Baja California is an incredibly diverse region with endless towering peaks, barren desert and stunning coastline. In fact, Baja is the second longest peninsula in the world with endless beaches, hidden coves, and thousands of sea lions. For this reason, Route 1 provides the perfect excuse for a road trips as it twists and turns for more than 1,200km along the coast. Meanwhile, the peaceful valleys are home to several world-class wineries and some of the most impressive vistas in Mexico.


In case you might be asking yourself, this peninsula stretches from Tijuana all the way to Los Cabo’s. For this reason, the small villages in between offer a fantastic insight into the local culture and life away from the fancy resorts. And then there is the infamous azure waters, where surfing is popular and excited visitors can even go snorkelling with whale-sharks.


However, Baja California is also a place to indulge and whether you opt for fish tacos, local wine or tasty cocktails, the many experiences in Baja California are just as varied as the landscapes.



Let’s be honest, the stunning coastline and beaches in Mexico are worthy of their reputation. However, this is often a reason why many visitors miss out on the colonial attractions and local traditions in each destination.


You see, Mexico is such a cultured place to explore and the colonial cities provide a unique opportunity to step back in time. That is to say, these cities are overflowing with art galleries, museums, colourful faces, murals and ancient stories. Meanwhile, there are also colonial remnants in terms of the architecture and you will find a never ending lineup of mansions, cathedrals, monuments and theatres which were built during Spanish colonial times.


Whether you opt for the historic centres of Guadalajara, Morelia or San Miguel de Allende, these colourful encounters are intriguing in every way. In fact, these centres are designated UNESCO World Heritage Sites and filled with enough art galleries, intricate architecture and iconic landmarks to ensure a memorable encounter with the colonial past of Mexico.


Don't forget the two attractions that made Colonial Mexico famous - Travel in style on the Tequila Express train to the namesake town of Tequila.  Many of the distilleries host tastings where you can learn about the different types available.  Then between November and March be sure visit to the Monarch Butterfly Biosphere Reserve.  Thousands to millions of butterflies congregate  to this area on mass which is a sight to behold.



Located in the southeast corner of Mexico, Chiapas is home to a rich history with ancient ruins and fascinating culture at every turn. Featuring mountains, tropical forests and idyllic coastline, this is also a destination of diverse landscapes and natural attraction. In fact, these cool mountain forests and dense jungles are perfect for outdoor adventures while the beaches at Chiapa de Corzo are littered with sandy beaches.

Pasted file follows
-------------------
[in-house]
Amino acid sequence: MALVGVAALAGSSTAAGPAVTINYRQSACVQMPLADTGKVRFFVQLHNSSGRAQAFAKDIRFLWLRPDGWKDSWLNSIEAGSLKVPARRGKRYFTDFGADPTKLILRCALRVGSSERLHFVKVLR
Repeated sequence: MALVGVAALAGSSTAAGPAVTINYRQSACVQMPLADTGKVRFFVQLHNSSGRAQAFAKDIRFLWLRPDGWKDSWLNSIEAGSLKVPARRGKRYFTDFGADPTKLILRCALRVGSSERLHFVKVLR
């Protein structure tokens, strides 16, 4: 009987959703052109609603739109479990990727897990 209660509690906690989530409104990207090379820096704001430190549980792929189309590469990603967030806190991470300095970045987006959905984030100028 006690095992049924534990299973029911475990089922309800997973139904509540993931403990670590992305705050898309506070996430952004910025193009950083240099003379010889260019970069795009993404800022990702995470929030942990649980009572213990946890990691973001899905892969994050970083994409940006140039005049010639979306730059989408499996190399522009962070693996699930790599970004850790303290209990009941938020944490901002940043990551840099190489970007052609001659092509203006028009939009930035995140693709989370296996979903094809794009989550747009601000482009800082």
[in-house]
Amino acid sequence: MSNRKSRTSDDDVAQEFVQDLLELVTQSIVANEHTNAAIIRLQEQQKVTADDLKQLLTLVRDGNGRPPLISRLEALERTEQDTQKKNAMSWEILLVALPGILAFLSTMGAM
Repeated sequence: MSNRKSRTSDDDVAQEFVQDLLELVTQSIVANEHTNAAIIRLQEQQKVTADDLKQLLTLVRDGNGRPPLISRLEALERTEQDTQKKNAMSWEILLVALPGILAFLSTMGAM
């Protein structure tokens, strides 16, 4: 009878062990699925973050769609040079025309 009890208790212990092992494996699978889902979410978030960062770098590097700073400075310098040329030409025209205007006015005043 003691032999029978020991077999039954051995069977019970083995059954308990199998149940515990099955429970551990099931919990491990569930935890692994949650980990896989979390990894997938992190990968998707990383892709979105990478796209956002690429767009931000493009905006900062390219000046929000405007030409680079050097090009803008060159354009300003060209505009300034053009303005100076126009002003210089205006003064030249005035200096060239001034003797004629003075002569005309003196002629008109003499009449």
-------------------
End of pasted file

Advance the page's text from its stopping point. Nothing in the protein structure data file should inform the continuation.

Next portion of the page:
On the other hand, Chiapas is where you can also find some of the most famous remnants of Mayan civilisation in Mexico. Yaxhilan and Palenque are prime examples of these ancient ruins and San Cristobal is one of many colonial towns overflowing with culture. As for the above-mentioned adventures, a day trip to the pristine Laguna Miramar is often a highlight and the Lacandón Jungle offers a primitive encounter with various species of wildlife including the spider monkey, crocodiles and even the elusive jaguar.



Mexico City is a city of contrasts and while many people tend to focus on the stunning coastline, it’s the kind of place which never fails to surprise. In other words, it may not have fancy ocean views but the colourful capital is a very interesting alternative to the beach.


It’s true, Mexico City is now a living, breathing organism and many revamped neighbourhoods have gone a long way to rejuvenating the city. What’s more, the beautiful canals and myriad of narrow streets make this an exciting place to explore. As if that’s not enough, the friendly faces, colonial facades and fabled history offer a very different perspective to the tropical coastline nearby.


On the other hand, the city is not short on attractions and Teotihuacan is a truly impressive archaeological complex which was once a thriving, ancient city with a heaving population. Meanwhile, Cahapultepec is one of the largest city parks in the world and offers a brief respite from the busy city streets outside. That being said, whether you use this time to try local food, visit museums or explore the landmarks, there is simply no end of attractions and things to do. From quaint cantinas and bustling markets to world-class restaurants and colourful bars, there is also a sense of vibrancy no matter where you roam.



Oaxaca is best characterised by its indigenous culture and towering volcanic peaks. You see, the stunning mountain forests in this state are interspersed with tradition, culture and authentic local experiences. In fact, both the city and surrounding region is arguably the most authentic travel destination in Mexico and this is certainly true about the art and craft scene. With this in mind, Oaxaca offers a little bit of everything with the usual busy markets and colonial structures in the city and stunning mountains to explore on the outskirts.

Golden sand beaches are a plenty here.  They are not as busy as other beach areas at Mexico so it's very easy to find your own private area to relax in.  For food lovers, Oaxaca should be the first stop when exploringMexico.  Markets such as 20 de Noviembre sells things such as mole, chocolate, grasshoppers and traditional Mexican meals.


Monte Albán, declared a UNESCO World Heritage Site, was the former ceremonial and military capital of the Zapotecs who settled in the Central Valleys of Oaxaca. There, you will find temples, tombs, courtyards, ball courts and more.​